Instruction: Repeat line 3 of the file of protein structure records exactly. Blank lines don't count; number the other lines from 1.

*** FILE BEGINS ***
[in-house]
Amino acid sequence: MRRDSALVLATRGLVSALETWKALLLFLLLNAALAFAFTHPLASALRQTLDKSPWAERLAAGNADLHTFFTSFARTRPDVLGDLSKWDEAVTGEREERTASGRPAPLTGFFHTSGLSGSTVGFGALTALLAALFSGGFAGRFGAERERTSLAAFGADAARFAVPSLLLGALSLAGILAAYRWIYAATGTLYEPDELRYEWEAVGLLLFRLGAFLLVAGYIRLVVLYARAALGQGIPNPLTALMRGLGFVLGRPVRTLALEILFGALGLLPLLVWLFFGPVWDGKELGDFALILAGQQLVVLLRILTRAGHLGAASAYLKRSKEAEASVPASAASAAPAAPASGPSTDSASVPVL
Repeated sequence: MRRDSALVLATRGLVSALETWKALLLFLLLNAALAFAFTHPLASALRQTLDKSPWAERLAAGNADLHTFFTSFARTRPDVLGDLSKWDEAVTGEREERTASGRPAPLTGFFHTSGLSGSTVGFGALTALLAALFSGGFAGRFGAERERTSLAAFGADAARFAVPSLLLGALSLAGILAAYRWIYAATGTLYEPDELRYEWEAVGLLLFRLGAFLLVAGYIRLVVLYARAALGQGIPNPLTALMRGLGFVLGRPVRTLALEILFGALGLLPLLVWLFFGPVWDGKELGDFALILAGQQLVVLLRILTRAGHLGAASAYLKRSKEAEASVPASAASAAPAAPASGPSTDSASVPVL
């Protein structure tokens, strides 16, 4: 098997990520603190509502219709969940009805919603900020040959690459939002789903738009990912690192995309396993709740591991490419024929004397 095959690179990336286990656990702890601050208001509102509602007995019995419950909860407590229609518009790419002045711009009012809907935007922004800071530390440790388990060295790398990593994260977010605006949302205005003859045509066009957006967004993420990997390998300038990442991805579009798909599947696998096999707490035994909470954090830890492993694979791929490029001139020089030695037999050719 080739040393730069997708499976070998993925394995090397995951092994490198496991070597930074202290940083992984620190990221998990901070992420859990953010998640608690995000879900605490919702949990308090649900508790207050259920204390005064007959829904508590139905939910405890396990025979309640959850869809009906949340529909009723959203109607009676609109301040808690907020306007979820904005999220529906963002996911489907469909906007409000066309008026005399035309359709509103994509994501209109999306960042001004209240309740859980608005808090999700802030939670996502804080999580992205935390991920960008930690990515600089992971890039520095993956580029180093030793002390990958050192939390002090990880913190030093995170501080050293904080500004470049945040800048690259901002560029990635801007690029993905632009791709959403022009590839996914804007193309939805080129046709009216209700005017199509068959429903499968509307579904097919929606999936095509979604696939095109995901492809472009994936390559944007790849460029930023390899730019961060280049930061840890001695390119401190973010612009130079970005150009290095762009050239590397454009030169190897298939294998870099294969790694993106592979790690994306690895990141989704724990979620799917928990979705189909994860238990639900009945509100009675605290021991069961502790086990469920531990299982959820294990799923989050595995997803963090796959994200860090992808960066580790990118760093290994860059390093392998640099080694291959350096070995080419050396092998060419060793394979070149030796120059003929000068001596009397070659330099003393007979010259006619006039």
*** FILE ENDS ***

Repeated sequence: MRRDSALVLATRGLVSALETWKALLLFLLLNAALAFAFTHPLASALRQTLDKSPWAERLAAGNADLHTFFTSFARTRPDVLGDLSKWDEAVTGEREERTASGRPAPLTGFFHTSGLSGSTVGFGALTALLAALFSGGFAGRFGAERERTSLAAFGADAARFAVPSLLLGALSLAGILAAYRWIYAATGTLYEPDELRYEWEAVGLLLFRLGAFLLVAGYIRLVVLYARAALGQGIPNPLTALMRGLGFVLGRPVRTLALEILFGALGLLPLLVWLFFGPVWDGKELGDFALILAGQQLVVLLRILTRAGHLGAASAYLKRSKEAEASVPASAASAAPAAPASGPSTDSASVPVL